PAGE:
Brief Fact Summary. The plaintiff, an eleven-year-old girl, lost the use of her thumb as a result of a snowmobile accident. The driver of the snowmobile was a thirteen-year-old boy.
Synopsis of Rule of Law. When a child causes injury by engaging in dangerous or adult conduct, they are held to an adult standard of care.
Although not controlling precedent in this Court, the facts surrounding the in re Farmers decision concerning the Farmers auto physical damage adjusters are nearly identical to those at issue here, and the Court finds the reasoning of Judge Jones to be persuasive.View Full Point of Law
Issue. Whether to apply an adult standard of care to acts of children who engage in adult behavior.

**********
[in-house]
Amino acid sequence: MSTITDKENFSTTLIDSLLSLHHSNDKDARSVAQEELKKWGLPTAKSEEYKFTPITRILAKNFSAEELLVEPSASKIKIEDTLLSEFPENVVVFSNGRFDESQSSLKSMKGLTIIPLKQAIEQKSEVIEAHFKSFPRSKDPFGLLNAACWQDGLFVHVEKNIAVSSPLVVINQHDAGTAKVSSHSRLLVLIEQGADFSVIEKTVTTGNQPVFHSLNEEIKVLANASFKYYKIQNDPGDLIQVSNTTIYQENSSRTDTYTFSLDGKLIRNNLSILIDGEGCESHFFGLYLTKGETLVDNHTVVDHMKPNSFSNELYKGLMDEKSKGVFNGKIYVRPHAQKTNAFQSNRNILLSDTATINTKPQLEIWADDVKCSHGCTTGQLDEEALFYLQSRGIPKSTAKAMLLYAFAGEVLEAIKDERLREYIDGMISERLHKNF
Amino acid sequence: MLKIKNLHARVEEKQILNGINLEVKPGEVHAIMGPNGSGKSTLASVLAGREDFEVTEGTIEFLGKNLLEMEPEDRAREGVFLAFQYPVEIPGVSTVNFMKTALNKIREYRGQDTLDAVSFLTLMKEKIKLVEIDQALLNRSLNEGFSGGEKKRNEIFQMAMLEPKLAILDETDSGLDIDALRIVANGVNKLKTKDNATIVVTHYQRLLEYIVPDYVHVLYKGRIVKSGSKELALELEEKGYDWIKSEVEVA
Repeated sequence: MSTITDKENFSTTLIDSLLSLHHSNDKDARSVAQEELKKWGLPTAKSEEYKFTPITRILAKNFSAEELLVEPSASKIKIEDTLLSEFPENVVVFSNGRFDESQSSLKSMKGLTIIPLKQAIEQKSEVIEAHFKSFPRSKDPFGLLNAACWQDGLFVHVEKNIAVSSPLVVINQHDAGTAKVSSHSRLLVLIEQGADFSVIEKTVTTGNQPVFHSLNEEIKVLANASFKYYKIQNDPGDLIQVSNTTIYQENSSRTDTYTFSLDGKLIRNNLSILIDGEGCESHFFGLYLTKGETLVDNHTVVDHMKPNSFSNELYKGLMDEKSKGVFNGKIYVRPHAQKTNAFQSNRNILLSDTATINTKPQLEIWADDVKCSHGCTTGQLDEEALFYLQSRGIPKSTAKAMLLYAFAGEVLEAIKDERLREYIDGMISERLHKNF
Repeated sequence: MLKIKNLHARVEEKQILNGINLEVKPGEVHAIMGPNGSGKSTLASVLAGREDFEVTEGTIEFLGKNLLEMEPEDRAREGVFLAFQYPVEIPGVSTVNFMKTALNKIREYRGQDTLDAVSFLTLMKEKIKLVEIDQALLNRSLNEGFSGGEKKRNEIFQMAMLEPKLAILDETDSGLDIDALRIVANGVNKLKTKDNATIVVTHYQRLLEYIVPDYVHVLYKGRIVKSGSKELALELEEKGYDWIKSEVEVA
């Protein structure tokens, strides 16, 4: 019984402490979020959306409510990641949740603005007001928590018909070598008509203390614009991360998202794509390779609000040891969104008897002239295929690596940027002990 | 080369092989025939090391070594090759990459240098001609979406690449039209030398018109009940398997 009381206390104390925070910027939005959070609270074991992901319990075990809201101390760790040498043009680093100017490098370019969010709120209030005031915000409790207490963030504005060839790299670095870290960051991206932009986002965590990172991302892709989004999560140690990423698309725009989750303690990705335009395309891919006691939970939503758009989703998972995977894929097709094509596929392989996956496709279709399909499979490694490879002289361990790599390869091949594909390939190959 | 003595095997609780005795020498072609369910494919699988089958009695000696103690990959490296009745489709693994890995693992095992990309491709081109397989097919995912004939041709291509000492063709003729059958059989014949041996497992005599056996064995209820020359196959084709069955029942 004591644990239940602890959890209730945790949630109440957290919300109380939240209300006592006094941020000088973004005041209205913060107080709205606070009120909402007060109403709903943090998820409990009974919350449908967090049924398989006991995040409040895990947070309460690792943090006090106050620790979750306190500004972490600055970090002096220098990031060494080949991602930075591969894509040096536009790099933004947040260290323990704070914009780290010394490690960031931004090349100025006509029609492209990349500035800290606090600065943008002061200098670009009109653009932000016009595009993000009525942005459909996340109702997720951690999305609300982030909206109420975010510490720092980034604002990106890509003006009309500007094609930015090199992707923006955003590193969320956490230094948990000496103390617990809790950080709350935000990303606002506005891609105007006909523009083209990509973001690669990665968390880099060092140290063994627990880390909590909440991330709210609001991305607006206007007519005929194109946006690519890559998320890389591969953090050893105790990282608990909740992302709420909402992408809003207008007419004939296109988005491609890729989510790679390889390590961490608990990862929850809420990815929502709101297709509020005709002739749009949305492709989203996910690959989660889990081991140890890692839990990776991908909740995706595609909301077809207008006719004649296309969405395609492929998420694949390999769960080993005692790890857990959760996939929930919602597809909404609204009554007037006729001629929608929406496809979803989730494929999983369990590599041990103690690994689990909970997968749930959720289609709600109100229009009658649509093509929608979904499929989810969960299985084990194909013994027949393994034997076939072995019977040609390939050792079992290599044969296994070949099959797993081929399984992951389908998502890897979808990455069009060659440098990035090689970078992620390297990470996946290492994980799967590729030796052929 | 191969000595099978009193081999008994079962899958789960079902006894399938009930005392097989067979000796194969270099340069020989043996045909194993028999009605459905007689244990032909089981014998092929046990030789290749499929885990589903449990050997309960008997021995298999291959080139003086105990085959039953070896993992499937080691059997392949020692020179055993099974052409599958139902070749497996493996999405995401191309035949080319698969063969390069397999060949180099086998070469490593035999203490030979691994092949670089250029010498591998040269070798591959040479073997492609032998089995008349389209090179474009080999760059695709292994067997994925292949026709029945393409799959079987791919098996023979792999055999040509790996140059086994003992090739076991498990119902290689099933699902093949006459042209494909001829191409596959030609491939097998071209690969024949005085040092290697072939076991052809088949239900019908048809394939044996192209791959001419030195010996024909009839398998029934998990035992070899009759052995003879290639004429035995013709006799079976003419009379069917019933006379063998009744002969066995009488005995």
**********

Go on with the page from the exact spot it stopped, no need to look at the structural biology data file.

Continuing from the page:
Held. Children who engage in hazardous activity are to be held to the same standard of care that an adult would be held to.
Discussion. Courts have traditionally given children a flexible standard of care to determine their negligence. Children are expected to exercise the degree of care and discretion that is reasonable of a child of their particular age. The standard looks at the age of the child, intelligence, maturity, training and experience. But there are some circumstances where it is appropriate to apply an adult standard. When operating a motorized vehicle, or taking part in a dangerous activity, children should be held to an adult standard of care because this will discourage them from engaging in the activity. When a child operates a motorized vehicle, he should be held to an adult standard of care because the chances of injury and accident are increased.